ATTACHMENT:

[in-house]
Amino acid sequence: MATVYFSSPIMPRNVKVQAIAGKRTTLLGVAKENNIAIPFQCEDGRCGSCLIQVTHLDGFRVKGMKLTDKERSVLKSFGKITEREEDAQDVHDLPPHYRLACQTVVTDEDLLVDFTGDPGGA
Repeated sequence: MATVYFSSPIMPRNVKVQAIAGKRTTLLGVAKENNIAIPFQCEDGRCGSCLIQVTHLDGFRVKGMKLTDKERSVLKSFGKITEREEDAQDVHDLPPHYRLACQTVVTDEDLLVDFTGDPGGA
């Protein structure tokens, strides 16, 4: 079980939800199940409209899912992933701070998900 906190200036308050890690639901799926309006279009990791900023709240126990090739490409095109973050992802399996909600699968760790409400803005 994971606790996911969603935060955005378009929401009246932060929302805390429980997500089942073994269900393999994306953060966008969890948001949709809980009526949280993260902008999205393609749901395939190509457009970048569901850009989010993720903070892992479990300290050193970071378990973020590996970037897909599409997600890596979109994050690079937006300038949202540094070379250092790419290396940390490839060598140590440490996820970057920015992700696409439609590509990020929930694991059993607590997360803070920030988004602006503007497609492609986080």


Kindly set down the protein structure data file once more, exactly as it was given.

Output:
[in-house]
Amino acid sequence: MATVYFSSPIMPRNVKVQAIAGKRTTLLGVAKENNIAIPFQCEDGRCGSCLIQVTHLDGFRVKGMKLTDKERSVLKSFGKITEREEDAQDVHDLPPHYRLACQTVVTDEDLLVDFTGDPGGA
Repeated sequence: MATVYFSSPIMPRNVKVQAIAGKRTTLLGVAKENNIAIPFQCEDGRCGSCLIQVTHLDGFRVKGMKLTDKERSVLKSFGKITEREEDAQDVHDLPPHYRLACQTVVTDEDLLVDFTGDPGGA
């Protein structure tokens, strides 16, 4: 079980939800199940409209899912992933701070998900 906190200036308050890690639901799926309006279009990791900023709240126990090739490409095109973050992802399996909600699968760790409400803005 994971606790996911969603935060955005378009929401009246932060929302805390429980997500089942073994269900393999994306953060966008969890948001949709809980009526949280993260902008999205393609749901395939190509457009970048569901850009989010993720903070892992479990300290050193970071378990973020590996970037897909599409997600890596979109994050690079937006300038949202540094070379250092790419290396940390490839060598140590440490996820970057920015992700696409439609590509990020929930694991059993607590997360803070920030988004602006503007497609492609986080």